PDL ABSTRACT

Detecting and Mitigating Data-Dependent DRAM Failures by Exploiting Current Memory Content

Proceedings of the 50th International Symposium on Microarchitecture (MICRO), Boston, MA, USA, October 2017.

Samira Khan* Chris Wilkerson† Zhe Wang† Alaa R. Alameldeen† Donghyuk Lee‡ Onur Mutlu^

* University of Virginia
† Intel Labs
‡ Nvidia Research
^ ETH Zürich

http://www.pdl.cmu.edu/

DRAM cells in close proximity can fail depending on the data content in neighboring cells. These failures are called data-dependent failures. Detecting and mitigating these failures online, while the system is running in the field, enables various optimizations that improve reliability, latency, and energy eciency of the system. For example, a system can improve performance and energy efficiency by using a lower refresh rate for most cells and mitigate the failing cells using higher refresh rates or error correcting codes. All these system optimizations depend on accurately detecting every possible data-dependent failure that could occur with any content in DRAM. Unfortunately, detecting all data-dependent failures requires the knowledge of DRAM internals specific to each DRAM chip. As internal DRAM architecture is not exposed to the system, detecting data-dependent failures at the system-level is a major challenge.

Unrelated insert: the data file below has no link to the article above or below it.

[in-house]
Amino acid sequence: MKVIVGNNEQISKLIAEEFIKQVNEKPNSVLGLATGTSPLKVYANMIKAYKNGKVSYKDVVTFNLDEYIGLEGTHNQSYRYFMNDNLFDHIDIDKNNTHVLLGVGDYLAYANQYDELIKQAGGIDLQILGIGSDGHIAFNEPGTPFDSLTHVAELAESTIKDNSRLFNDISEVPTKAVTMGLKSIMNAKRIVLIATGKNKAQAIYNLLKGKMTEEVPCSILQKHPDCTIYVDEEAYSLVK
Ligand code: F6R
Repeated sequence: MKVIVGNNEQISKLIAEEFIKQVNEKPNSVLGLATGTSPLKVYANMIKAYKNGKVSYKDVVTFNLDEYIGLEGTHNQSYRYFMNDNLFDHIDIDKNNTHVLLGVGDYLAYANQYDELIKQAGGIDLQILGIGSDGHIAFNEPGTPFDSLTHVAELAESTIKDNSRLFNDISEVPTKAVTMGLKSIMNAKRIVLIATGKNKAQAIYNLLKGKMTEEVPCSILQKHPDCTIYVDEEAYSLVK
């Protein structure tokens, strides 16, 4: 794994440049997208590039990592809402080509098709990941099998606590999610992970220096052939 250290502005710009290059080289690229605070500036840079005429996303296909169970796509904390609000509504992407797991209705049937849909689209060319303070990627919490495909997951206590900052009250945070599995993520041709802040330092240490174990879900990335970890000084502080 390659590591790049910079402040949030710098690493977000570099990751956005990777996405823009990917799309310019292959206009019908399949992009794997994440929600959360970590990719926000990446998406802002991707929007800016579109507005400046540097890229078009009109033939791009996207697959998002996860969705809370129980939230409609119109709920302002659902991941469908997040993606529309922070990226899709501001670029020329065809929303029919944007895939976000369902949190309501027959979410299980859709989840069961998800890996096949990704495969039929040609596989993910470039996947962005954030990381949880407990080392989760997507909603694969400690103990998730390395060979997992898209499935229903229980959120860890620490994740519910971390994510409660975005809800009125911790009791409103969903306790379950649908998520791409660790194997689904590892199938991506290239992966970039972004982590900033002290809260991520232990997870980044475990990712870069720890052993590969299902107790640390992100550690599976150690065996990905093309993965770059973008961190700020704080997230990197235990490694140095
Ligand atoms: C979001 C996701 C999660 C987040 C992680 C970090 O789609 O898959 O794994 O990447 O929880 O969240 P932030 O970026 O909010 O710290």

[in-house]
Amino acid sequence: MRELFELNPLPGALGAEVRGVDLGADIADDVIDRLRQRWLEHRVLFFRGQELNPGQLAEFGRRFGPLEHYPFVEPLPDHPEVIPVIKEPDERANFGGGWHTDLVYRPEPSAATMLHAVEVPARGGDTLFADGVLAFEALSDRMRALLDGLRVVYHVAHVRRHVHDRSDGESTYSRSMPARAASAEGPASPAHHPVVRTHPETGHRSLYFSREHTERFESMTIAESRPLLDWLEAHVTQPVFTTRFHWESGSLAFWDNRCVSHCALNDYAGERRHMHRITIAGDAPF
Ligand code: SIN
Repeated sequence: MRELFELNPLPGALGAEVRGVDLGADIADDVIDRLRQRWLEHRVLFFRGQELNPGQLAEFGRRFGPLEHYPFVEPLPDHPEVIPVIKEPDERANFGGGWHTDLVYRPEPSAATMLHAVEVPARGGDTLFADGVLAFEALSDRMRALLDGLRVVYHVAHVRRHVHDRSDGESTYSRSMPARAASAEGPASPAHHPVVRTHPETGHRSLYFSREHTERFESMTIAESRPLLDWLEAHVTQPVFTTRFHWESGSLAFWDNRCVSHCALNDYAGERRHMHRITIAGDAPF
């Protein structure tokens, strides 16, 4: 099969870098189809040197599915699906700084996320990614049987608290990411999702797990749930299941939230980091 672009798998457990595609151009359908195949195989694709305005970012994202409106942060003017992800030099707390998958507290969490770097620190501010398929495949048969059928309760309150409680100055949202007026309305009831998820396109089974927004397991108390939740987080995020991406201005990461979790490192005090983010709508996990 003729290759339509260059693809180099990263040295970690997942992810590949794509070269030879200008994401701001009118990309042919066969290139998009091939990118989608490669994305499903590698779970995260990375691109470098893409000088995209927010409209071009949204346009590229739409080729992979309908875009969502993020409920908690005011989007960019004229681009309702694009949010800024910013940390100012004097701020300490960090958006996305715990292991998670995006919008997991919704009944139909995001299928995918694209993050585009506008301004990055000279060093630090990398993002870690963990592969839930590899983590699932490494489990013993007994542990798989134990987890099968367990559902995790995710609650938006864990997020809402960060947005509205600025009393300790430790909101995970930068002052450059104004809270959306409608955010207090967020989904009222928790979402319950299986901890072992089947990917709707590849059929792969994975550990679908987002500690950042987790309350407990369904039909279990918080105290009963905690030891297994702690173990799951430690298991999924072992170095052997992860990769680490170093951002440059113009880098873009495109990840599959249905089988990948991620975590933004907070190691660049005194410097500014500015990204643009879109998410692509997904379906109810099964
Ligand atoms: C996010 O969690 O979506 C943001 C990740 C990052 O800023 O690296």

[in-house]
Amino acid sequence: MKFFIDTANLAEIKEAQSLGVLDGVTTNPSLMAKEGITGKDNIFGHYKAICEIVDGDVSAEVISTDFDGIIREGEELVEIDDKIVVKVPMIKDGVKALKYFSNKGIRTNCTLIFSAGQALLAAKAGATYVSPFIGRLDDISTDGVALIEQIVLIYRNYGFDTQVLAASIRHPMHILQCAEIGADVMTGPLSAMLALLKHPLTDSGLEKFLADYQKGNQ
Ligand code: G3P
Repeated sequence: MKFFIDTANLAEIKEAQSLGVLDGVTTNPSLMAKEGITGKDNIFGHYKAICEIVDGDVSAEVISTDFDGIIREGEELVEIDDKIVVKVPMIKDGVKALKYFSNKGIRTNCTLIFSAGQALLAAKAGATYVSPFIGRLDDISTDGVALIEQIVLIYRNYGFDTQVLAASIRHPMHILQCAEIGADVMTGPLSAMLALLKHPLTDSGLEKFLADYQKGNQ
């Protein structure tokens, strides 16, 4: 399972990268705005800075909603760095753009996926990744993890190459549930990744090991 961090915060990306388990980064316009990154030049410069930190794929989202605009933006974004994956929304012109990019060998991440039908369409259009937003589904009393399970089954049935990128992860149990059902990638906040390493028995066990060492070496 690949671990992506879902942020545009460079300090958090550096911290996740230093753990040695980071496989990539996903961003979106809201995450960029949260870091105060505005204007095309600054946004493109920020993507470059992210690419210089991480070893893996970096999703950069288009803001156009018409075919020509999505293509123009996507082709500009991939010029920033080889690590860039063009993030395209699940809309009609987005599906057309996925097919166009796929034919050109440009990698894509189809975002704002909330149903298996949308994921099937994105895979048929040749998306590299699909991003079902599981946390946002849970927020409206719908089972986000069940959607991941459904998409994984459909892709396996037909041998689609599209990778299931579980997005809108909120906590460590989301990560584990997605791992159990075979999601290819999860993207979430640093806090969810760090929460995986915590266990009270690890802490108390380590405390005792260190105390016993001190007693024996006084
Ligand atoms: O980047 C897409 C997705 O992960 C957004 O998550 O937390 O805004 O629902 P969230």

In this paper, we decouple the detection and mitigation of data-dependent failures from physical DRAM organization such that it is possible to detect failures without knowledge of DRAM internals. To this end, we propose MEMCON, a memory content-based detection and mitigation mechanism for data-dependent failures in DRAM. MEMCON does not detect every possible data-dependent failure. Instead, it detects and mitigates failures that occur only with the current content in memory while the programs are running in the system. Such a mechanism needs to detect failures whenever there is a write access that changes the content of memory. As detection of failure with a runtime testing has a high overhead, MEMCON selectively initiates a test on a write, only when the time between two consecutive writes to that page (i.e., write interval) is long enough to provide significant benefit by lowering the refresh rate during that interval. MEMCON builds upon a simple, practical mechanism that predicts the long write intervals based on our observation that the write intervals in real workloads follow a Pareto distribution: the longer a page remains idle after a write, the longer it is expected to remain idle. Our evaluation shows that compared to a system that uses an aggressive refresh rate, MEMCON reduces refresh operations by 65-74%, leading to a 10%/17%/40% (min) to 12%/22%/50% (max) performance improvement for a single-core and 10%/23%/52% (min) to 17%/29%/65% (max) performance improvement for a 4-core system using 8/16/32 Gb DRAM chips.

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